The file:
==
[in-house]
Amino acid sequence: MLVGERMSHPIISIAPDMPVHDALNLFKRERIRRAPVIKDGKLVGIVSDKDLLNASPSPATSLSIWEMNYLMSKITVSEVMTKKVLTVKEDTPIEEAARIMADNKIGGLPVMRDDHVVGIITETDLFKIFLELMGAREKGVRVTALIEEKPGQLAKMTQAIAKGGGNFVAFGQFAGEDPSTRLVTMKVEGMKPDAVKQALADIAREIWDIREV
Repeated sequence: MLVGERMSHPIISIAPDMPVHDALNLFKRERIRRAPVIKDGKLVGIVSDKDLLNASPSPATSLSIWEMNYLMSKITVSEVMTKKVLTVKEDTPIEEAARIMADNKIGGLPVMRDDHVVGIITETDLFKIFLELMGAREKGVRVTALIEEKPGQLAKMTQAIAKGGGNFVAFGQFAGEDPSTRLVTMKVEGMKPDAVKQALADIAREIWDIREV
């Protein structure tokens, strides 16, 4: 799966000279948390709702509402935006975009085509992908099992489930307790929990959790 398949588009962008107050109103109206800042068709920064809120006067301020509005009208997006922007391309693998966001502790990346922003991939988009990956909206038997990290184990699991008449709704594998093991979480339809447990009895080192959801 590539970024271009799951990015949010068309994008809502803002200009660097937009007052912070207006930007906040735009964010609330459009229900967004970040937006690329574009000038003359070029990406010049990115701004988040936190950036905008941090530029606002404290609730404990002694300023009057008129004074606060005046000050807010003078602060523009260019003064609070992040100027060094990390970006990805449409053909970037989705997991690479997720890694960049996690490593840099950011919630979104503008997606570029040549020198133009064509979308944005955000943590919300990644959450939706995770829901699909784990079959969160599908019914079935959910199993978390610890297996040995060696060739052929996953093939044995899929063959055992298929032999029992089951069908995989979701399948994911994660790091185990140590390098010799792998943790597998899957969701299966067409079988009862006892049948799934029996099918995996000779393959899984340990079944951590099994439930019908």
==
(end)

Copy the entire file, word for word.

[in-house]
Amino acid sequence: MLVGERMSHPIISIAPDMPVHDALNLFKRERIRRAPVIKDGKLVGIVSDKDLLNASPSPATSLSIWEMNYLMSKITVSEVMTKKVLTVKEDTPIEEAARIMADNKIGGLPVMRDDHVVGIITETDLFKIFLELMGAREKGVRVTALIEEKPGQLAKMTQAIAKGGGNFVAFGQFAGEDPSTRLVTMKVEGMKPDAVKQALADIAREIWDIREV
Repeated sequence: MLVGERMSHPIISIAPDMPVHDALNLFKRERIRRAPVIKDGKLVGIVSDKDLLNASPSPATSLSIWEMNYLMSKITVSEVMTKKVLTVKEDTPIEEAARIMADNKIGGLPVMRDDHVVGIITETDLFKIFLELMGAREKGVRVTALIEEKPGQLAKMTQAIAKGGGNFVAFGQFAGEDPSTRLVTMKVEGMKPDAVKQALADIAREIWDIREV
């Protein structure tokens, strides 16, 4: 799966000279948390709702509402935006975009085509992908099992489930307790929990959790 398949588009962008107050109103109206800042068709920064809120006067301020509005009208997006922007391309693998966001502790990346922003991939988009990956909206038997990290184990699991008449709704594998093991979480339809447990009895080192959801 590539970024271009799951990015949010068309994008809502803002200009660097937009007052912070207006930007906040735009964010609330459009229900967004970040937006690329574009000038003359070029990406010049990115701004988040936190950036905008941090530029606002404290609730404990002694300023009057008129004074606060005046000050807010003078602060523009260019003064609070992040100027060094990390970006990805449409053909970037989705997991690479997720890694960049996690490593840099950011919630979104503008997606570029040549020198133009064509979308944005955000943590919300990644959450939706995770829901699909784990079959969160599908019914079935959910199993978390610890297996040995060696060739052929996953093939044995899929063959055992298929032999029992089951069908995989979701399948994911994660790091185990140590390098010799792998943790597998899957969701299966067409079988009862006892049948799934029996099918995996000779393959899984340990079944951590099994439930019908």